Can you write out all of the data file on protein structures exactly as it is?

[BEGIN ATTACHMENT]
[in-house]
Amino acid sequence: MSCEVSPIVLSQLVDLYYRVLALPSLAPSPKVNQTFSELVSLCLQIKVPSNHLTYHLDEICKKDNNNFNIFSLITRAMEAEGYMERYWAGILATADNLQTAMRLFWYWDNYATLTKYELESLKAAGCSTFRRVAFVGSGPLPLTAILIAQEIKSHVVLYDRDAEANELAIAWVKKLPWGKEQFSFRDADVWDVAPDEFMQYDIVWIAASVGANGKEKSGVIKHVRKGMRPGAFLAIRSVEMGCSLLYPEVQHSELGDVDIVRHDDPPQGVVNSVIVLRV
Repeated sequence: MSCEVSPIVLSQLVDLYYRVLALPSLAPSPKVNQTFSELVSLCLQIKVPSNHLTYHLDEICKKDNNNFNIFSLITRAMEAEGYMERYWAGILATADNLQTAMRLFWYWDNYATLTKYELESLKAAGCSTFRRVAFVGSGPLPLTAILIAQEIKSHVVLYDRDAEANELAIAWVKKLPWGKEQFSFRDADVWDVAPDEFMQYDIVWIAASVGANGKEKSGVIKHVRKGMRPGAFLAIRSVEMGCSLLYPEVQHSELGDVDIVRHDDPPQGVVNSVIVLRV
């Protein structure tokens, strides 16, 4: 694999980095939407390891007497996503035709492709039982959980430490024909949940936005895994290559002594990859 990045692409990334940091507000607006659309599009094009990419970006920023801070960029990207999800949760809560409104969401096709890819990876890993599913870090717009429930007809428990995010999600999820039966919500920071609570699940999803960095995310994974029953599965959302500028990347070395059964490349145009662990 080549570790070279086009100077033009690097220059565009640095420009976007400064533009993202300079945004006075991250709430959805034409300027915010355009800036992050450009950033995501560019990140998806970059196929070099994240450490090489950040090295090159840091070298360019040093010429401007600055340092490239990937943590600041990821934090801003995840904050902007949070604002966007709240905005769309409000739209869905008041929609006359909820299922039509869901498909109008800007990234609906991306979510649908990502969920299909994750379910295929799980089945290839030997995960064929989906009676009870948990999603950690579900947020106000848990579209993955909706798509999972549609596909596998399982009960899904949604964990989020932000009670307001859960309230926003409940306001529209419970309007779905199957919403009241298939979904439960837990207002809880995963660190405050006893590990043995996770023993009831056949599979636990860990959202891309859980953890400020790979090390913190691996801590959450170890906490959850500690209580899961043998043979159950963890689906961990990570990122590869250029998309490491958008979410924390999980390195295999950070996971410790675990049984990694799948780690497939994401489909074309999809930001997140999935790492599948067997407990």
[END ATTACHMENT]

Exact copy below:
[in-house]
Amino acid sequence: MSCEVSPIVLSQLVDLYYRVLALPSLAPSPKVNQTFSELVSLCLQIKVPSNHLTYHLDEICKKDNNNFNIFSLITRAMEAEGYMERYWAGILATADNLQTAMRLFWYWDNYATLTKYELESLKAAGCSTFRRVAFVGSGPLPLTAILIAQEIKSHVVLYDRDAEANELAIAWVKKLPWGKEQFSFRDADVWDVAPDEFMQYDIVWIAASVGANGKEKSGVIKHVRKGMRPGAFLAIRSVEMGCSLLYPEVQHSELGDVDIVRHDDPPQGVVNSVIVLRV
Repeated sequence: MSCEVSPIVLSQLVDLYYRVLALPSLAPSPKVNQTFSELVSLCLQIKVPSNHLTYHLDEICKKDNNNFNIFSLITRAMEAEGYMERYWAGILATADNLQTAMRLFWYWDNYATLTKYELESLKAAGCSTFRRVAFVGSGPLPLTAILIAQEIKSHVVLYDRDAEANELAIAWVKKLPWGKEQFSFRDADVWDVAPDEFMQYDIVWIAASVGANGKEKSGVIKHVRKGMRPGAFLAIRSVEMGCSLLYPEVQHSELGDVDIVRHDDPPQGVVNSVIVLRV
């Protein structure tokens, strides 16, 4: 694999980095939407390891007497996503035709492709039982959980430490024909949940936005895994290559002594990859 990045692409990334940091507000607006659309599009094009990419970006920023801070960029990207999800949760809560409104969401096709890819990876890993599913870090717009429930007809428990995010999600999820039966919500920071609570699940999803960095995310994974029953599965959302500028990347070395059964490349145009662990 080549570790070279086009100077033009690097220059565009640095420009976007400064533009993202300079945004006075991250709430959805034409300027915010355009800036992050450009950033995501560019990140998806970059196929070099994240450490090489950040090295090159840091070298360019040093010429401007600055340092490239990937943590600041990821934090801003995840904050902007949070604002966007709240905005769309409000739209869905008041929609006359909820299922039509869901498909109008800007990234609906991306979510649908990502969920299909994750379910295929799980089945290839030997995960064929989906009676009870948990999603950690579900947020106000848990579209993955909706798509999972549609596909596998399982009960899904949604964990989020932000009670307001859960309230926003409940306001529209419970309007779905199957919403009241298939979904439960837990207002809880995963660190405050006893590990043995996770023993009831056949599979636990860990959202891309859980953890400020790979090390913190691996801590959450170890906490959850500690209580899961043998043979159950963890689906961990990570990122590869250029998309490491958008979410924390999980390195295999950070996971410790675990049984990694799948780690497939994401489909074309999809930001997140999935790492599948067997407990």